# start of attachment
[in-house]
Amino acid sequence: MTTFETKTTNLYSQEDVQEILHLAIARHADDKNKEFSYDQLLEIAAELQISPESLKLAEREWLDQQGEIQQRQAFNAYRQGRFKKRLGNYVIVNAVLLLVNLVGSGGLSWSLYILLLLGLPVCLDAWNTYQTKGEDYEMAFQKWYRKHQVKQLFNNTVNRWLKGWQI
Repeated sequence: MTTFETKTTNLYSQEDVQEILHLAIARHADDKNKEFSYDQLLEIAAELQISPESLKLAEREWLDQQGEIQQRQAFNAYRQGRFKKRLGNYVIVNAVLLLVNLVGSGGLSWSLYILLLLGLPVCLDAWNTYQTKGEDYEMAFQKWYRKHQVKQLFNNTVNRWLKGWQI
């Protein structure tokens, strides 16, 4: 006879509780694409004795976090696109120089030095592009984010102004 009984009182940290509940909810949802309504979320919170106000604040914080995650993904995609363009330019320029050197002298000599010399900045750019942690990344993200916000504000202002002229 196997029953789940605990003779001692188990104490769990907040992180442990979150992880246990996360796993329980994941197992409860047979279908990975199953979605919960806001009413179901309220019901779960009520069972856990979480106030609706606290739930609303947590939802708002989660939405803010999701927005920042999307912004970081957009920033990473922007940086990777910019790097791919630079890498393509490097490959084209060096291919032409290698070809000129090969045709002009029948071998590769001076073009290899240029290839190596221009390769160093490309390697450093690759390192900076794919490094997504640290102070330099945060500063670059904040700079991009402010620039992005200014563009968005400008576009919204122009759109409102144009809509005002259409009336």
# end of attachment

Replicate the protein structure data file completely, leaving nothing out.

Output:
[in-house]
Amino acid sequence: MTTFETKTTNLYSQEDVQEILHLAIARHADDKNKEFSYDQLLEIAAELQISPESLKLAEREWLDQQGEIQQRQAFNAYRQGRFKKRLGNYVIVNAVLLLVNLVGSGGLSWSLYILLLLGLPVCLDAWNTYQTKGEDYEMAFQKWYRKHQVKQLFNNTVNRWLKGWQI
Repeated sequence: MTTFETKTTNLYSQEDVQEILHLAIARHADDKNKEFSYDQLLEIAAELQISPESLKLAEREWLDQQGEIQQRQAFNAYRQGRFKKRLGNYVIVNAVLLLVNLVGSGGLSWSLYILLLLGLPVCLDAWNTYQTKGEDYEMAFQKWYRKHQVKQLFNNTVNRWLKGWQI
């Protein structure tokens, strides 16, 4: 006879509780694409004795976090696109120089030095592009984010102004 009984009182940290509940909810949802309504979320919170106000604040914080995650993904995609363009330019320029050197002298000599010399900045750019942690990344993200916000504000202002002229 196997029953789940605990003779001692188990104490769990907040992180442990979150992880246990996360796993329980994941197992409860047979279908990975199953979605919960806001009413179901309220019901779960009520069972856990979480106030609706606290739930609303947590939802708002989660939405803010999701927005920042999307912004970081957009920033990473922007940086990777910019790097791919630079890498393509490097490959084209060096291919032409290698070809000129090969045709002009029948071998590769001076073009290899240029290839190596221009390769160093490309390697450093690759390192900076794919490094997504640290102070330099945060500063670059904040700079991009402010620039992005200014563009968005400008576009919204122009759109409102144009809509005002259409009336």